Every camera offers different imaging modes. They tend to include Portrait, Landscape, and modes for neutral or vibrant colors. These modes affect a picture’s colors, contrast, and overall tonality. The trouble, though, is that they only manifest themselves when shooting to JPG. If you’re shooting to RAW, then to apply these modes, you need to either use the manufacturer’s own software when developing the RAWs, or use software that supports camera profiles. In the latter case, you may have to experiment to find the profile that works best for you on a particular photo. These profiles are called DCP profiles. The advantage of using DCPs in Zoner Photo Studio is that it will give you developed pictures that are very similar to JPGs made in-camera or developed using the camera software… but unlike with those, you can fine-tune settings while developing them.

screen DCP

Use the following approach when adding DCPs in Zoner Photo Studio. For DCPs too, you will need to have installed Adobe DNG Converter. To use them, switch to the Conversion Settings tab in the RAW module’s Side Panel, and then turn on Camera Profile. Then click Add Profile… and go to the DCPs for your camera. With a standard installation, they are located at C:\ProgramData\Adobe\CameraRaw\CameraProfiles\Camera. Select the folder for your camera, then click the profile for the shot mode you used, and click Open.    

Here is how using DCP profiles looks for the Nikon D90. There are profiles for all the modes that this body offers:

Default settings without using a DCP (left) and with the profiles named Standard, Neutral, Landscape, and Vivid.

Default settings without using a DCP (left) and with the profiles named Standard, Neutral, Landscape, and Vivid.

Adobe DNG Converter does not offer profiles for all lenses and cameras, but on the other hand there is no direct connection between camera types and profiles. The cameras listed are primarily defined based on their sensor sizes. So if you don’t see your camera listed, just choose one that has the same sensor size as yours.

For Canon, for example, you’ll find profiles for the 50D (an APS-C sensor), the 1D (an APH-H sensor), and 5D (a Full-frame sensor); for Nikon, you’ll find the D90 (APS-C) and the D3x (Full-frame).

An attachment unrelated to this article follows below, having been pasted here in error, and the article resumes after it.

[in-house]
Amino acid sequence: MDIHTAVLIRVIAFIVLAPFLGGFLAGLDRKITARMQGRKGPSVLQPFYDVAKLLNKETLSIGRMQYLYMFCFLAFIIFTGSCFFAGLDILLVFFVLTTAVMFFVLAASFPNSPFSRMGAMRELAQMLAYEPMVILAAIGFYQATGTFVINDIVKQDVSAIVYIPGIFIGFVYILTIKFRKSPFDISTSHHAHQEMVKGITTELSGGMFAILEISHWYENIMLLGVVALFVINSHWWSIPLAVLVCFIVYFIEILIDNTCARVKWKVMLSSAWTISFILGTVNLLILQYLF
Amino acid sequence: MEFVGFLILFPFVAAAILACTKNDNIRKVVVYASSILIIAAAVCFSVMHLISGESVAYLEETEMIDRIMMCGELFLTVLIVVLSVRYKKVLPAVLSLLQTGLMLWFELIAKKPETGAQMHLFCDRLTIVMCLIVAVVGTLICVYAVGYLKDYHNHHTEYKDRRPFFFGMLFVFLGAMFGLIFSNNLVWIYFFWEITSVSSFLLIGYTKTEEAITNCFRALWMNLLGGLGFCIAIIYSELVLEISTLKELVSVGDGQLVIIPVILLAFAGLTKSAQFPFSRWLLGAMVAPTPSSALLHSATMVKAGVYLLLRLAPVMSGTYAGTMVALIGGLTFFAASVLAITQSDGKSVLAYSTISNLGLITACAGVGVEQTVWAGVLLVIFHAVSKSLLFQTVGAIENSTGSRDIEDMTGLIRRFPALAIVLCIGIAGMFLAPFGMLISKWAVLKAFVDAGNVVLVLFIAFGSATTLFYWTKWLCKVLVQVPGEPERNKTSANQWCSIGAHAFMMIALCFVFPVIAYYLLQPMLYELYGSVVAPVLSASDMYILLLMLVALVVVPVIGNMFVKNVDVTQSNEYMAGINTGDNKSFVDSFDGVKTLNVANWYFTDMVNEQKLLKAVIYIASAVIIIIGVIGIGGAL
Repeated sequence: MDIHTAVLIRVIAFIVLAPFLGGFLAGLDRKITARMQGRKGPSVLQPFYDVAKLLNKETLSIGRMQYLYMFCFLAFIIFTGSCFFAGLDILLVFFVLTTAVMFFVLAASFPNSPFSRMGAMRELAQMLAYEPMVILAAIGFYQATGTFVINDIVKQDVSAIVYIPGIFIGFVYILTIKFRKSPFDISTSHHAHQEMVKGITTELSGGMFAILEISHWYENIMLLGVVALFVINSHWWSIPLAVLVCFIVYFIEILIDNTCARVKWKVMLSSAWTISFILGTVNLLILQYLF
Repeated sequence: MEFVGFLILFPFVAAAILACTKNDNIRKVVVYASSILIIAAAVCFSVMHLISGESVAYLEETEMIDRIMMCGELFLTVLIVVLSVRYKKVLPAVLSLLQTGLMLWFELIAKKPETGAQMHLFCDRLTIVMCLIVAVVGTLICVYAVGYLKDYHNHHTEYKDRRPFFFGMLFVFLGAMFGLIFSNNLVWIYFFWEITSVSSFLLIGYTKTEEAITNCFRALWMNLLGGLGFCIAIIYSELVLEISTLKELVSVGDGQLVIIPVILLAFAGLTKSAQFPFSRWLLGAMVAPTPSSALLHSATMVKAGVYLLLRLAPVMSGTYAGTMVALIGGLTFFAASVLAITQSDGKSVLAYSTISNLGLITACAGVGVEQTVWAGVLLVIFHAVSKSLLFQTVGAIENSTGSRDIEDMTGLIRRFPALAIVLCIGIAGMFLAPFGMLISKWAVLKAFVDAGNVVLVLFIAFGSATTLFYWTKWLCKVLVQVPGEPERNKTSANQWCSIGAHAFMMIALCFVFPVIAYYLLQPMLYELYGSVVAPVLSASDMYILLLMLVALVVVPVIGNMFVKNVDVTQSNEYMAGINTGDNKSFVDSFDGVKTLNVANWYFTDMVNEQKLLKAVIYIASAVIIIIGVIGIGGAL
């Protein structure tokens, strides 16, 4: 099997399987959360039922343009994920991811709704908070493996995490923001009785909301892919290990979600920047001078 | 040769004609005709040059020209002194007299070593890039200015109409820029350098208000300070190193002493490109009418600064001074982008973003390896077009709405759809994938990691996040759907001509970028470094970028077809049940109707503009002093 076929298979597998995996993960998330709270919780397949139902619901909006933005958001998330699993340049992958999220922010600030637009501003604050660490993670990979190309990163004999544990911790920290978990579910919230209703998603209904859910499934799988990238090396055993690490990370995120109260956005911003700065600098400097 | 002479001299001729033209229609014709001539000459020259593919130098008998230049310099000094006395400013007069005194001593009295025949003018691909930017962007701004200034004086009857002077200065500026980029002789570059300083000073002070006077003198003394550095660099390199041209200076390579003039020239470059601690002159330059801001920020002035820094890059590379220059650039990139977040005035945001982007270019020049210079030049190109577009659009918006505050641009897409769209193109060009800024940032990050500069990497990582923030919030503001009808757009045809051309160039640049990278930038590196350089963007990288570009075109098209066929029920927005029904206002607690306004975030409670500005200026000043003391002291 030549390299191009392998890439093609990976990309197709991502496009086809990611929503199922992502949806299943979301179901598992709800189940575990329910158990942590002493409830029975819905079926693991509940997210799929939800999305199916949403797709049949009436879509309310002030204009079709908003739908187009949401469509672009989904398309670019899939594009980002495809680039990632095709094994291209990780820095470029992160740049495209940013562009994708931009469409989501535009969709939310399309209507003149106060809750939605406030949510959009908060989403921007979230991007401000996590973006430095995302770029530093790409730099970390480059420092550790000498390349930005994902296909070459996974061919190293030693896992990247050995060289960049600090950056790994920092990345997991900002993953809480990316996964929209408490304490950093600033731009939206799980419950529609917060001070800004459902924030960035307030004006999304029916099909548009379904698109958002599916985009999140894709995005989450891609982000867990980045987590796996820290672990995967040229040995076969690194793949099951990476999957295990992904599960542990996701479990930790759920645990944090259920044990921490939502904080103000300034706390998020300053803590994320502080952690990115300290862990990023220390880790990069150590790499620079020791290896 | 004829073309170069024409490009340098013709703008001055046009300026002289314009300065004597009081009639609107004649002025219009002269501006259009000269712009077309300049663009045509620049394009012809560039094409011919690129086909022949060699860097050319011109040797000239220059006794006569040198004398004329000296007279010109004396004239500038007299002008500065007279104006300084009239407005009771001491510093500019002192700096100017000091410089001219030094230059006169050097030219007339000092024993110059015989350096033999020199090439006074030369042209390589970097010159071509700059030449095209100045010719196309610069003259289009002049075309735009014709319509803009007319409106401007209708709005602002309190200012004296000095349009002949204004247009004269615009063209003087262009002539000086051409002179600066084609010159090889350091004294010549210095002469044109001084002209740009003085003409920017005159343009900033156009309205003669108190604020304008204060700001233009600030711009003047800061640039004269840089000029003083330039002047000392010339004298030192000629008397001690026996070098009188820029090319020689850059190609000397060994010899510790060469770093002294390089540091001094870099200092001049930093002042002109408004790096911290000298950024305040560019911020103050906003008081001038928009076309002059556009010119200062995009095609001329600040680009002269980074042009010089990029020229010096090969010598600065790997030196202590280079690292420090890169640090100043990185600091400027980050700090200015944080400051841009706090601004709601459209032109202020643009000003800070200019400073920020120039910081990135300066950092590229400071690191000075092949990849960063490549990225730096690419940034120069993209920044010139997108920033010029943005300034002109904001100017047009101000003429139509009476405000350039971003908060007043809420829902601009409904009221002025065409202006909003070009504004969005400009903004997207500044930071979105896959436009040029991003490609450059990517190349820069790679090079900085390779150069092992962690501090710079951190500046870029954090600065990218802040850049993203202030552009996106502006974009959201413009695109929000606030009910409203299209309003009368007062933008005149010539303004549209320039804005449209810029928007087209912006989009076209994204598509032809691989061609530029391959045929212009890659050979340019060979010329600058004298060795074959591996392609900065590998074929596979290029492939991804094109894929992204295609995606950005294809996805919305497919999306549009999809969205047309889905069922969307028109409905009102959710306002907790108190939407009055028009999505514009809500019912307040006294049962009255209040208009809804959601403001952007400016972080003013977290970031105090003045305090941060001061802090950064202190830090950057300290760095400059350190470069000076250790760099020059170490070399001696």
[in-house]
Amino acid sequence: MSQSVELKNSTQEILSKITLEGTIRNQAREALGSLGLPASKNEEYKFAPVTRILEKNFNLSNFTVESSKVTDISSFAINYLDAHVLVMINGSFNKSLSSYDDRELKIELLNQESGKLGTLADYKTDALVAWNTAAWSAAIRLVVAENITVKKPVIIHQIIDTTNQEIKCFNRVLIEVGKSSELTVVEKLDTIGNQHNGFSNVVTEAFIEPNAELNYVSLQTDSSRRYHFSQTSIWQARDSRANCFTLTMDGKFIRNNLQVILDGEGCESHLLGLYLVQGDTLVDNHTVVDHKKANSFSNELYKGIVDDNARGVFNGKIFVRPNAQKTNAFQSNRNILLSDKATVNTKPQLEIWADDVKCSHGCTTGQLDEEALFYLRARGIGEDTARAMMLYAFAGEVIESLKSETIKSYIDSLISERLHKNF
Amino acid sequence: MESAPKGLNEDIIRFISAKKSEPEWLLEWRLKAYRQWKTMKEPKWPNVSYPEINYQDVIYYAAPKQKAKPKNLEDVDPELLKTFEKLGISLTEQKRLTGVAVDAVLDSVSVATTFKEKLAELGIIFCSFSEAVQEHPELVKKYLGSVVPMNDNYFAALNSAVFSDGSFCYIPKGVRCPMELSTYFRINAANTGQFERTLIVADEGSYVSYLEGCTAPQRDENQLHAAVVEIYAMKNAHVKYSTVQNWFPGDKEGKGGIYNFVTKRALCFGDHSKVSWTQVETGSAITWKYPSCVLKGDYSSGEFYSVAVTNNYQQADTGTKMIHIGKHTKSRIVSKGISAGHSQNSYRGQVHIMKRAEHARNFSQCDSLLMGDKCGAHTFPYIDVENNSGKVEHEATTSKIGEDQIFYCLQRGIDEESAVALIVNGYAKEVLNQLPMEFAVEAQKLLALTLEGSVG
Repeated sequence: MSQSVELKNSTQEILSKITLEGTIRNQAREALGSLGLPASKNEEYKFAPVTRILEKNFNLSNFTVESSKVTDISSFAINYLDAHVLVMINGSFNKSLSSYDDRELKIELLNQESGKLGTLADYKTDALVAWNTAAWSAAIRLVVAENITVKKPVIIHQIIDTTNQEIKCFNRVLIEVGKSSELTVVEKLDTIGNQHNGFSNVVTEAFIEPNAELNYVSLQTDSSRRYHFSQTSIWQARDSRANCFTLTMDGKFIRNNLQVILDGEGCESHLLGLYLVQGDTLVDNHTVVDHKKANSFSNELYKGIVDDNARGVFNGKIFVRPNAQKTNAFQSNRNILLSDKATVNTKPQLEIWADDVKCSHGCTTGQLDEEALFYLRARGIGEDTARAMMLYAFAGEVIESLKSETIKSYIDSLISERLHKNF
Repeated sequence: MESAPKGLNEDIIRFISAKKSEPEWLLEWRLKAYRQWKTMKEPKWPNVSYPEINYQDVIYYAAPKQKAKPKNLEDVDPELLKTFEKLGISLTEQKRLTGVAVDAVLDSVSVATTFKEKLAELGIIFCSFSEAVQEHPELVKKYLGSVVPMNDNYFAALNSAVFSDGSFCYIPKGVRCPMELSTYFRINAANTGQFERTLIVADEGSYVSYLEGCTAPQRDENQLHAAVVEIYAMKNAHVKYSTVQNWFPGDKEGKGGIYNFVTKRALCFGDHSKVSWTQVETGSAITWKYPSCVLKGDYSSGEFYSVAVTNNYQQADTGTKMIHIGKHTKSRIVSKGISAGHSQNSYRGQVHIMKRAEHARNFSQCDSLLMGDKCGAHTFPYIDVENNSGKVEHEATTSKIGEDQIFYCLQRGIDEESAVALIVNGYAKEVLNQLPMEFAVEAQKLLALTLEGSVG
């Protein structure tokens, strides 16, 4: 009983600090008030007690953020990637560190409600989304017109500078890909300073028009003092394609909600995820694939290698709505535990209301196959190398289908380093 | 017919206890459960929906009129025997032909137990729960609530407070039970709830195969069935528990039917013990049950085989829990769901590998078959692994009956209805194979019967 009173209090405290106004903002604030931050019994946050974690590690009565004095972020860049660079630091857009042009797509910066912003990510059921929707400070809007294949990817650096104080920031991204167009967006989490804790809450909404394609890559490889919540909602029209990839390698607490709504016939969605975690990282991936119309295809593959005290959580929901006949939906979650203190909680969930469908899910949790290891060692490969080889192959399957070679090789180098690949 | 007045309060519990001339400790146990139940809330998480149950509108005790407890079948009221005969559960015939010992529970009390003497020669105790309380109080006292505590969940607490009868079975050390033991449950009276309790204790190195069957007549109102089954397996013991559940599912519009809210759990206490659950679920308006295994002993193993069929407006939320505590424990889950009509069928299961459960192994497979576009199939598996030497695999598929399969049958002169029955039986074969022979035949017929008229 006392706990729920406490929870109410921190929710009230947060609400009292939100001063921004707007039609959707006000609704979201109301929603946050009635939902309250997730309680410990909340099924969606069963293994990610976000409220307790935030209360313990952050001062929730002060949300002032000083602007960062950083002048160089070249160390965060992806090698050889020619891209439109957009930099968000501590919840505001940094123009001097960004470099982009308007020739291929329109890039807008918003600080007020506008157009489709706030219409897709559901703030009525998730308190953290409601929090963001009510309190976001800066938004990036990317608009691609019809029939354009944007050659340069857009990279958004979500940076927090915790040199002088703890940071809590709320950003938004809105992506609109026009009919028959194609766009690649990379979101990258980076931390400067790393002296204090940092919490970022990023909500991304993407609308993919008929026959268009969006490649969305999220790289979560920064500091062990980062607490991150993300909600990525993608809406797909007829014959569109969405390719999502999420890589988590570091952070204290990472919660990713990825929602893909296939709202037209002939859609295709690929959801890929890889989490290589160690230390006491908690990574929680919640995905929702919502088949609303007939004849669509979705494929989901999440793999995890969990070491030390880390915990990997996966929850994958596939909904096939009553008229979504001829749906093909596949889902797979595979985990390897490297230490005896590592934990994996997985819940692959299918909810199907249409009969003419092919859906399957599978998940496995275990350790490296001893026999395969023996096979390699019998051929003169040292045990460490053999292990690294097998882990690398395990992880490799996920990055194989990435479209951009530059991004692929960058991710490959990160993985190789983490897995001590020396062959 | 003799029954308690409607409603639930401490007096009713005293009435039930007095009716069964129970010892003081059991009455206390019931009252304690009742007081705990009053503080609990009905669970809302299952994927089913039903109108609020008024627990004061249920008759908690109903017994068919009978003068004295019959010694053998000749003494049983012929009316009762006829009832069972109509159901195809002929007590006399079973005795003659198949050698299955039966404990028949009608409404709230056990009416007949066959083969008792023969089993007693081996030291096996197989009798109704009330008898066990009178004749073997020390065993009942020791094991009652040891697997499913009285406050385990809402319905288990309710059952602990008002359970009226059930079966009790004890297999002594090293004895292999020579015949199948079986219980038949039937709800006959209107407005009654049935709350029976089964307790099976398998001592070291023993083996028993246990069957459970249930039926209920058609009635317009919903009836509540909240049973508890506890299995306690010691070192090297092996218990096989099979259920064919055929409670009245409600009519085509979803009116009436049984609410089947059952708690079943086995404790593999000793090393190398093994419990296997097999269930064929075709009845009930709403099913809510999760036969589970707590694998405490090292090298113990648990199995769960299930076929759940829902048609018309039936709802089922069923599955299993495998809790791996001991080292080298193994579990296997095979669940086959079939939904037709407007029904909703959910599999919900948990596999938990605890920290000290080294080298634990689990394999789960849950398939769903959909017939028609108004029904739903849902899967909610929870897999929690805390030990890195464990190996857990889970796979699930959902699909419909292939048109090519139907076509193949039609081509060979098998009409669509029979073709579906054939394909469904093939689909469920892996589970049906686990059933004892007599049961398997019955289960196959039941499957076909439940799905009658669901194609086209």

For a complete list of supported lenses and bodies, see here. See if profiles are available for your bodies and lenses. If so, then don’t hesitate to take advantage of this convenience and try Zoner Photo Studio for 30 days freeIt can bring you one step closer to perfect photos, and with no extra work!

Last updated 25. March 2015

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Author: Jakub

Comments

  • With DNG converter installed, still can’t find C:/ProgramData folder. Where else might the DCP files be located?

  • stephane v

    Thank you for the article. I am using a micro 4/3 olympus camera and my understanding is the profile info is embedded in the raw file. Do you know whether zoner is using that information ? Is there a way to verify ? I have both profiles set to ‘default’

  • Hello tbarkeh,

    The ProgramData folder has the “Hidden” property in Windows, which means it’s only visible in the Windows File Explorer if you’ve turned on Windows’ option to show hidden files. (See for example the Vista/7/8 instructions here: http://www.howtogeek.com/howto/windows-vista/show-hidden-files-and-folders-in-windows-vista/.)

    Hidden folders are still visible if you’ve written a path (e.g. “C:\ProgramData“) in the path bar that goes straight to or through that folder, but you won’t see them when just browsing unless you’ve turned on the above-mentioned option.

  • DEJ

    Thank you for the good explanation of lens profiles and defects. But, I’m puzzled by the meaning of the check-boxes for warp, etc. The article sounds as though warp, chromatic aberration, and vignetting will be automatically done if I use a lens profile. But, none of the boxes are checked even after I’ve loaded a profile. Do I need to check the warp box if I want warp correction, or does checking the box turn warp correction off because it’s already being done automatically because of the lens profile?